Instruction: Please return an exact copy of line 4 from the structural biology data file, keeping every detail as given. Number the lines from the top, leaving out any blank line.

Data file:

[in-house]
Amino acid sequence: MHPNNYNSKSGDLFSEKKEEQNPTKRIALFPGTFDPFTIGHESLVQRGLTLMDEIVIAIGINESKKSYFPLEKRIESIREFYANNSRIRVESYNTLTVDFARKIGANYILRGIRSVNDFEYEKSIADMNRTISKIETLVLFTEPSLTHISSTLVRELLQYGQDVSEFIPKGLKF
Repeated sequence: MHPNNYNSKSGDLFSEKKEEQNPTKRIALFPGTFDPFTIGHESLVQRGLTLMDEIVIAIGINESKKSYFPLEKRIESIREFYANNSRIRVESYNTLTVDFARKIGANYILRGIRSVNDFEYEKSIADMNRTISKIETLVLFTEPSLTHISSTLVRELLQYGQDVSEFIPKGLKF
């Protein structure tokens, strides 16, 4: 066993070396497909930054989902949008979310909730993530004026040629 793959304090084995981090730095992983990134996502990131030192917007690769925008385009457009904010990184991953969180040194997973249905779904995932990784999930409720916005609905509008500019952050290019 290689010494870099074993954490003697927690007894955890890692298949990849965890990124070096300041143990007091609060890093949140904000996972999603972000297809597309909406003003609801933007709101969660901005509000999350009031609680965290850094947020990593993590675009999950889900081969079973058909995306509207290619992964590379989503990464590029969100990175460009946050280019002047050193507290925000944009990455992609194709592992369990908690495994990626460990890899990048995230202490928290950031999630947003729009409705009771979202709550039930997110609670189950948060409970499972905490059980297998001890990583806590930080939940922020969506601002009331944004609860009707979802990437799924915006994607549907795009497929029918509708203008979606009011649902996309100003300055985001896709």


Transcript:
């Protein structure tokens, strides 16, 4: 066993070396497909930054989902949008979310909730993530004026040629 793959304090084995981090730095992983990134996502990131030192917007690769925008385009457009904010990184991953969180040194997973249905779904995932990784999930409720916005609905509008500019952050290019 290689010494870099074993954490003697927690007894955890890692298949990849965890990124070096300041143990007091609060890093949140904000996972999603972000297809597309909406003003609801933007709101969660901005509000999350009031609680965290850094947020990593993590675009999950889900081969079973058909995306509207290619992964590379989503990464590029969100990175460009946050280019002047050193507290925000944009990455992609194709592992369990908690495994990626460990890899990048995230202490928290950031999630947003729009409705009771979202709550039930997110609670189950948060409970499972905490059980297998001890990583806590930080939940922020969506601002009331944004609860009707979802990437799924915006994607549907795009497929029918509708203008979606009011649902996309100003300055985001896709």